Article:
Salads as art

I’ve been reviewing salad cookbooks for The Real Review and Savour, Salads for all Seasons from chef, Peter Gordon has me entranced.

Let’s get one thing straight: these are no ordinary salads. They’re imaginative with a keen eye on texture and punchy flavours but, hey, Yotam Ottolenghi and Karen Martini have been flying those flags for years. These ones are different.

Gordon’s efforts at first, and even subsequent, glances might seem like a bit of a palaver. Only the first chapter, Simple Salads, actually is. And although these ones are straightforward, they’re never boring. Here he does a red salad with grilled red capsicum, radicchio, tomatoes, beetroot and pomegranate and sesame seeds all dressed with a tangy, chili-spiked vinaigrette. That pushes all kinds of buttons, right there.

The rest of the book is all multi-staged extravaganzas divided into chapters including cheese, seafood, grains, poultry and meat. There are so many upsides to these though; with many of them, you probably won’t need to serve anything else, they’re very forgiving of omissions and substitutions and they teach you little tricks that you can apply to other, more simple affairs.

Last week I did a killer miso-baked aubergine salad with dates, feta and tahini yoghurt but didn’t bother with the crisp buckwheat topping because I couldn’t be bothered and it still had crunch from pine nuts. Not only did my quicker version work a treat, it introduced me to his miso-baked aubergine which I’ll do again just as a side.

The other hit was Puy lentils with quinoa, pomegranate-roasted grapes and tomatoes with chili, mint and basil. I won’t waste your time telling you how to cook lentils and quinoa because the genius of this recipe is the roasted grapes and tomatoes spooned on top of everything with their juices at the end.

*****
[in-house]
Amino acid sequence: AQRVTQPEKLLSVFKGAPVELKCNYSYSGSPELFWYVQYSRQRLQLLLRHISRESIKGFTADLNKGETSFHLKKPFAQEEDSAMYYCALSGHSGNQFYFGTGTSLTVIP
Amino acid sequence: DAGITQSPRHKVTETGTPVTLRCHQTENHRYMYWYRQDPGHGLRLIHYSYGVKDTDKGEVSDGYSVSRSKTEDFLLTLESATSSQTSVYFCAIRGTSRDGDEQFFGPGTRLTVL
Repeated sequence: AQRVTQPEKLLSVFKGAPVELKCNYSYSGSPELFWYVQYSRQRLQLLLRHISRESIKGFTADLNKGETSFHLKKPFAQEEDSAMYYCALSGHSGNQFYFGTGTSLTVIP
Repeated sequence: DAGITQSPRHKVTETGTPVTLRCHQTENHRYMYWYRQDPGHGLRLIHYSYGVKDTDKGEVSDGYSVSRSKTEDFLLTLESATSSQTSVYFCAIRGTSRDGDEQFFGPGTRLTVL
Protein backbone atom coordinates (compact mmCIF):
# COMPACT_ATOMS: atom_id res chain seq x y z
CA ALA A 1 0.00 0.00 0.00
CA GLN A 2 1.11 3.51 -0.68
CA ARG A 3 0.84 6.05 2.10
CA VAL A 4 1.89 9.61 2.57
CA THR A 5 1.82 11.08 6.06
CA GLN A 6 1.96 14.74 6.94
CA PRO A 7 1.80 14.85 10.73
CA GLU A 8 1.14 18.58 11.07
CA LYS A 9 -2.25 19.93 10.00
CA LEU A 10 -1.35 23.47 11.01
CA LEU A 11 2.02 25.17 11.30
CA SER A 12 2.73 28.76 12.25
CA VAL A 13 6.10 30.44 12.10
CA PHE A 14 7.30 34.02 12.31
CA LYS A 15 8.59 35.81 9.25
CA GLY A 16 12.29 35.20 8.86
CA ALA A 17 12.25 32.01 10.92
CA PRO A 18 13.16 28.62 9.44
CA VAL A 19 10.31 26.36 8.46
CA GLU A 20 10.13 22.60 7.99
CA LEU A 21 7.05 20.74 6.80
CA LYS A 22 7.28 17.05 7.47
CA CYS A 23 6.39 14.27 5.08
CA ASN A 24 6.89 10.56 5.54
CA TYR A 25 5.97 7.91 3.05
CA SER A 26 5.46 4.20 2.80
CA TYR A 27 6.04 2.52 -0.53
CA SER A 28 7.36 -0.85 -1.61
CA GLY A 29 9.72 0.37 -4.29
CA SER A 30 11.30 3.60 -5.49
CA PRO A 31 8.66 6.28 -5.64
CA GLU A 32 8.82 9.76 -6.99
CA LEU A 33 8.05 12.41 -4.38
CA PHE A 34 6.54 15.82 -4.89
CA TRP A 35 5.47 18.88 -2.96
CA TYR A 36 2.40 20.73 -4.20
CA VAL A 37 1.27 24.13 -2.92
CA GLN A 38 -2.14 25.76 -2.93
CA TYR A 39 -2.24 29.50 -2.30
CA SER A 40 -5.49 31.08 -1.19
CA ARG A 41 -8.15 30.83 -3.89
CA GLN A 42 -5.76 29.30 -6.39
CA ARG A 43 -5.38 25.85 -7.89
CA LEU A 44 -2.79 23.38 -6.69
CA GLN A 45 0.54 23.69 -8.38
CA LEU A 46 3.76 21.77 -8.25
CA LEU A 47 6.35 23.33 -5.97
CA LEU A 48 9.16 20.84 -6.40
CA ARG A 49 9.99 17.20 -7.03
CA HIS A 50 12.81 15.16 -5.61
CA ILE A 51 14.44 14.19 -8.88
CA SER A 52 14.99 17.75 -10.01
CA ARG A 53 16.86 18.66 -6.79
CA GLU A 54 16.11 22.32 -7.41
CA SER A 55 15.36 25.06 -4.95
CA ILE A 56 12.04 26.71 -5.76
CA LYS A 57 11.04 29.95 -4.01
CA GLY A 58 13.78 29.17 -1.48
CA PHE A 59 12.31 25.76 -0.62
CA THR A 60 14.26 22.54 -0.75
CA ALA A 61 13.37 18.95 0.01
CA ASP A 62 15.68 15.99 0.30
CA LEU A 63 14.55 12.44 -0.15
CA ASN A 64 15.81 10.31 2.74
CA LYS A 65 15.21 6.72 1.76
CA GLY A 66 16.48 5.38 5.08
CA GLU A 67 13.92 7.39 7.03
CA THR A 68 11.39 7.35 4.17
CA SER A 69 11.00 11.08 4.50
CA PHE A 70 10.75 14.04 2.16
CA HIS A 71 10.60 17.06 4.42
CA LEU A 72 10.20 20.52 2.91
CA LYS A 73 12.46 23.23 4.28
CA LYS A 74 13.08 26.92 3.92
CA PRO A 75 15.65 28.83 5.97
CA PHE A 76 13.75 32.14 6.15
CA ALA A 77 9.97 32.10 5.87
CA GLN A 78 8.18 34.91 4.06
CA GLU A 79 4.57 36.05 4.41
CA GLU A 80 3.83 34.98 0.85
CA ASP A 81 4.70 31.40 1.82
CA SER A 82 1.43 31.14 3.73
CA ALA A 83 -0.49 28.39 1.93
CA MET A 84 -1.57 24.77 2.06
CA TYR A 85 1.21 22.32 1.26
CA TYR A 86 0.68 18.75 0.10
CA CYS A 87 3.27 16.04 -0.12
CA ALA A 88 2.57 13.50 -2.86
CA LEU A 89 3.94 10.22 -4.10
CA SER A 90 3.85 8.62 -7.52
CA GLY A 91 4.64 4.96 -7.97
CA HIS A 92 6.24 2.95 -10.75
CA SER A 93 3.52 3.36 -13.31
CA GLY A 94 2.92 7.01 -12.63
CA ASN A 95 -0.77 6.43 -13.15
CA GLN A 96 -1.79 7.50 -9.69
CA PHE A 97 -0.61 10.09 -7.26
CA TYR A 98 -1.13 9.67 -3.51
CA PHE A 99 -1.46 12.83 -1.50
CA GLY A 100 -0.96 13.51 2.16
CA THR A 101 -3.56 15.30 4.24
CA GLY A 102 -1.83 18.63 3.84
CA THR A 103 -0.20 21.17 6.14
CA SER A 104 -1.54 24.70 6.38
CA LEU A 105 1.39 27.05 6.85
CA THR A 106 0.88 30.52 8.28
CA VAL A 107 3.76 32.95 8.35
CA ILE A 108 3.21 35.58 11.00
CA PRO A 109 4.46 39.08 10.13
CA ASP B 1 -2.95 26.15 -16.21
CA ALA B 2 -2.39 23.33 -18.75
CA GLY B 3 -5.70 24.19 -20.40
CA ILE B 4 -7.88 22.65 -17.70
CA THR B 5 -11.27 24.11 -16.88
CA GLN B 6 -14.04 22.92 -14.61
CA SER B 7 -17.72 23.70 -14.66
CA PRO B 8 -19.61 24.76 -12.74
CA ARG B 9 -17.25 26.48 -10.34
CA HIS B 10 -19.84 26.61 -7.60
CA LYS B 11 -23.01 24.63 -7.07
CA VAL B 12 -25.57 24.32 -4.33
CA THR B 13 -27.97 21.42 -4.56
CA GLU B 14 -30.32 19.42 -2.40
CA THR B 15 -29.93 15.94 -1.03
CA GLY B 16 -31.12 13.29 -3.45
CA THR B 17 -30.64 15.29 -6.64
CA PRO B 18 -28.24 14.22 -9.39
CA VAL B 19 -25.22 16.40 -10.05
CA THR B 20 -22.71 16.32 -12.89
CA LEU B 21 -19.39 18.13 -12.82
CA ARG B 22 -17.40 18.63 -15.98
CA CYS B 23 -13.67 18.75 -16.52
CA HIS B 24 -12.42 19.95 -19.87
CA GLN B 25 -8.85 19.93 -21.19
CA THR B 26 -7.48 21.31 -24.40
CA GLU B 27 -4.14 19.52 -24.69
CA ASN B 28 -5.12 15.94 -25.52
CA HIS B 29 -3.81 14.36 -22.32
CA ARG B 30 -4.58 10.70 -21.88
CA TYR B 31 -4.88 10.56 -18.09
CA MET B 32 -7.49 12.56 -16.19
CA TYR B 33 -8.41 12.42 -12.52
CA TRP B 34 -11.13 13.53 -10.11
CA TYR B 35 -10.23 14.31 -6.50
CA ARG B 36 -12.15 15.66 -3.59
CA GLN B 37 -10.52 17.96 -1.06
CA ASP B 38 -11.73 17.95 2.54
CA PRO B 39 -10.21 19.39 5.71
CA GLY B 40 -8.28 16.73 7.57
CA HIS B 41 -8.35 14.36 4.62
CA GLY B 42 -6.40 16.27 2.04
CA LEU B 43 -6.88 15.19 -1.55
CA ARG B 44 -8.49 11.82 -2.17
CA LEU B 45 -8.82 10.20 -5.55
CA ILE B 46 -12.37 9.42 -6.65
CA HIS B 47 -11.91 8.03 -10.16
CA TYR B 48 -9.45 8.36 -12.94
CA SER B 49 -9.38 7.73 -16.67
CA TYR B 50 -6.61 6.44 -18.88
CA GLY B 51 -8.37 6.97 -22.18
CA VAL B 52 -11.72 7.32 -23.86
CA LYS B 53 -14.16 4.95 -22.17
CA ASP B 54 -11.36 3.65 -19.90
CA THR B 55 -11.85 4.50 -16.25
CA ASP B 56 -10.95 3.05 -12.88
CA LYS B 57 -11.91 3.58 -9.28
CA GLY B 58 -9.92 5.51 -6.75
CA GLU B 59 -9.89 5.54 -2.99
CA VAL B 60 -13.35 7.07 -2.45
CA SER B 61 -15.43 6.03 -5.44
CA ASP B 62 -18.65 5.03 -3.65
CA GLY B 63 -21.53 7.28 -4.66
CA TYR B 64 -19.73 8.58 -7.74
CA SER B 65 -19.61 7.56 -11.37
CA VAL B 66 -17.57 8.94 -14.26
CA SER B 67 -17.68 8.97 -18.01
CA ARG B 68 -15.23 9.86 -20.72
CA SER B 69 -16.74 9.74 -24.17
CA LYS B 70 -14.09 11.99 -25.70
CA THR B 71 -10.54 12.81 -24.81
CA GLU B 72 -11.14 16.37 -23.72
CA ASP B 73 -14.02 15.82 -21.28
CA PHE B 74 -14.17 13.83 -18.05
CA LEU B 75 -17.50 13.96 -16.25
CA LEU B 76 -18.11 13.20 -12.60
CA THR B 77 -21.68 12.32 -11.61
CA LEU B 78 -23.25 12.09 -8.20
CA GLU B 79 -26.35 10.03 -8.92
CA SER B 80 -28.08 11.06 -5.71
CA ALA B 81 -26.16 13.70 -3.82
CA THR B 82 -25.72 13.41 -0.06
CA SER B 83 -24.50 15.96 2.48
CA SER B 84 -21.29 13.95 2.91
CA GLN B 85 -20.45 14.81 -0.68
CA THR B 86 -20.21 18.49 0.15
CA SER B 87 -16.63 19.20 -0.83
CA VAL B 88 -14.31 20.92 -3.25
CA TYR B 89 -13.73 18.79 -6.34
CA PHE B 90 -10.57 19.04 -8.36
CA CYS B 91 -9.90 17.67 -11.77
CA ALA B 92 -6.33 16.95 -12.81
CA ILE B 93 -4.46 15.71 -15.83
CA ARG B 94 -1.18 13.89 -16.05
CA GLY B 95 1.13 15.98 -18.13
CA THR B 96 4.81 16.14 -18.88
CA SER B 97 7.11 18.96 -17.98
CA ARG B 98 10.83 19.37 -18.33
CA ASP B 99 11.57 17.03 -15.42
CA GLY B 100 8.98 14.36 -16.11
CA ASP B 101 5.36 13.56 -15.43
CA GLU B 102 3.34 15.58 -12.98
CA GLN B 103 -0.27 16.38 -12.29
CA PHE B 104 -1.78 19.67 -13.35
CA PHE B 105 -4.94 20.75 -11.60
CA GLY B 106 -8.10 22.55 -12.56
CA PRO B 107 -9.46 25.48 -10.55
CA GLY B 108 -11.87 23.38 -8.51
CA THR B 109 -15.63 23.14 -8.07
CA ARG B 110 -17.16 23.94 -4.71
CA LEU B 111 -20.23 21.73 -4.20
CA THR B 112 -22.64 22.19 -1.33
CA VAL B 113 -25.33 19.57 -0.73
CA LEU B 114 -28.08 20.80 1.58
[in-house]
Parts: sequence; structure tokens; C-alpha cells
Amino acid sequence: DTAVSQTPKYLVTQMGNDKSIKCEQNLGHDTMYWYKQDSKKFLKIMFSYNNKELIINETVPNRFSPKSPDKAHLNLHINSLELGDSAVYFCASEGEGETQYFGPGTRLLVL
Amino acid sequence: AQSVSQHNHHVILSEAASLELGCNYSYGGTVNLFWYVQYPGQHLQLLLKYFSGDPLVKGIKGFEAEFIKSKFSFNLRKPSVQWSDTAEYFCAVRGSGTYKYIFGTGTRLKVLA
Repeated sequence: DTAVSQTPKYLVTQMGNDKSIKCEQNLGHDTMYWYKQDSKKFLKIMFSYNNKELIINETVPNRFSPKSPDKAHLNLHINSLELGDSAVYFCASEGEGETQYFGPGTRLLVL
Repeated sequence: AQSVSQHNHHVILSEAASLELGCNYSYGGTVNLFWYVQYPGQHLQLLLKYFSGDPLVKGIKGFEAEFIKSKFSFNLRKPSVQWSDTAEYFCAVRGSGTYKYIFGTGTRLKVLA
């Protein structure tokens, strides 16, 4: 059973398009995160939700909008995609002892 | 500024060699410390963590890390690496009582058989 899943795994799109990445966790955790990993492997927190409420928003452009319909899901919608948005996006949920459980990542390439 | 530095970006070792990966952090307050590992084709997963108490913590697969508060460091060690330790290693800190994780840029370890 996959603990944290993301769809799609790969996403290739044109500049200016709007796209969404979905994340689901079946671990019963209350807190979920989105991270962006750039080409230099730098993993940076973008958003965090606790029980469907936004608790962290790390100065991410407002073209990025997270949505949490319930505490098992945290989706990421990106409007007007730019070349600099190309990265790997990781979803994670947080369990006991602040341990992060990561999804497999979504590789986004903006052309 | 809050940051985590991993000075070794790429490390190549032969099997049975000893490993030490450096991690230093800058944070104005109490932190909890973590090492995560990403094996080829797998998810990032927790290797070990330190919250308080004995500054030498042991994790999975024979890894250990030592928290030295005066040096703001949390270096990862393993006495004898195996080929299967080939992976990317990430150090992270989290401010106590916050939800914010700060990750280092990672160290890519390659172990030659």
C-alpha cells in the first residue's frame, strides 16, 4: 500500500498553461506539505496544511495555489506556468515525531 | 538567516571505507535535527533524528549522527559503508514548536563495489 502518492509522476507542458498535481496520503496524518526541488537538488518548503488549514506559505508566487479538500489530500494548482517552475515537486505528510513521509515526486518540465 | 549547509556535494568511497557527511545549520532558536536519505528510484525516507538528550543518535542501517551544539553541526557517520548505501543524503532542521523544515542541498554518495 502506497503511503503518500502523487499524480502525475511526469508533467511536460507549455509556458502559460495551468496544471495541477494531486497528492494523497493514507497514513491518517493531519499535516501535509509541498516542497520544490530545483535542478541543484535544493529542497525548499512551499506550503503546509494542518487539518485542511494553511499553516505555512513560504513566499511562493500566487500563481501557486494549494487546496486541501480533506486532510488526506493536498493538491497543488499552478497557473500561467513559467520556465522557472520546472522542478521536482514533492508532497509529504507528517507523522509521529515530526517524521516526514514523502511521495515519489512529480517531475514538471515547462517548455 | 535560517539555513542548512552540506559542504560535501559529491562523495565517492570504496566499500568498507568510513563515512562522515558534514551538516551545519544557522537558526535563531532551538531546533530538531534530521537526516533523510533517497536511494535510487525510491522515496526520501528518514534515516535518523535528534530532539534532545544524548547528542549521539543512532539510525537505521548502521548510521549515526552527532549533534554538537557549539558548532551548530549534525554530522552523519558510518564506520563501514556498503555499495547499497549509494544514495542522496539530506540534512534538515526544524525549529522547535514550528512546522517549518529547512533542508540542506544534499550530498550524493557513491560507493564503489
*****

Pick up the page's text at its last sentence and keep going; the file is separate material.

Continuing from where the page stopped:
Here’s how you make them:

Preheat the oven to 170 C.

Put 200g of a mixture of black and green grapes and 200g cherry tomatoes, a finely sliced eschallot, 1/2 a finely chopped red chili with seeds, 2 tablesp pomegranate molasses and 4 tablesp good olive oil in a roasting dish.

Stir to mix everything together then roast for about 30 minutes or more until caramelised, the skins have split and everything’s nicely juicy.

Utterly delicious on their own, this sweet, tangy combination that pops like bubble wrap would be great spooned over loads of things, not least, say, grilled haloumi. Or mixed through chick peas. I’d love to hear how you’d use this mix via the comments section below.

Peter Gordon is known for his mastery of ‘fusion’ cooking which can be a dangerous notion in the wrong hands. Relax, his are the right ones.

3 thoughts on “Salads as art

  1. Charlotte

    This book looks pretty fabulous Steph. I made a Neil Perry haloumi salad the other day from the new Good Cooking or whatever it’s called (they must run out of names after a while …!) that had fresh halved purple grapes in it and it was great. Salty, sweet, poppy …

    Liked by 1 person

  2. Stephanie Clifford-Smith

    By the way, lest I imply this book is flawless, I need to alert you to some pretty questionable photography and design. Not all the pics are bad but there are a few too many harshly lit close-ups of claggily dressed salads that appear to have a serve removed. I’m not mad on the cover either but that’s a matter of taste. That said, I really like the clean textual design and layout. I’ll shut up now.

    Like

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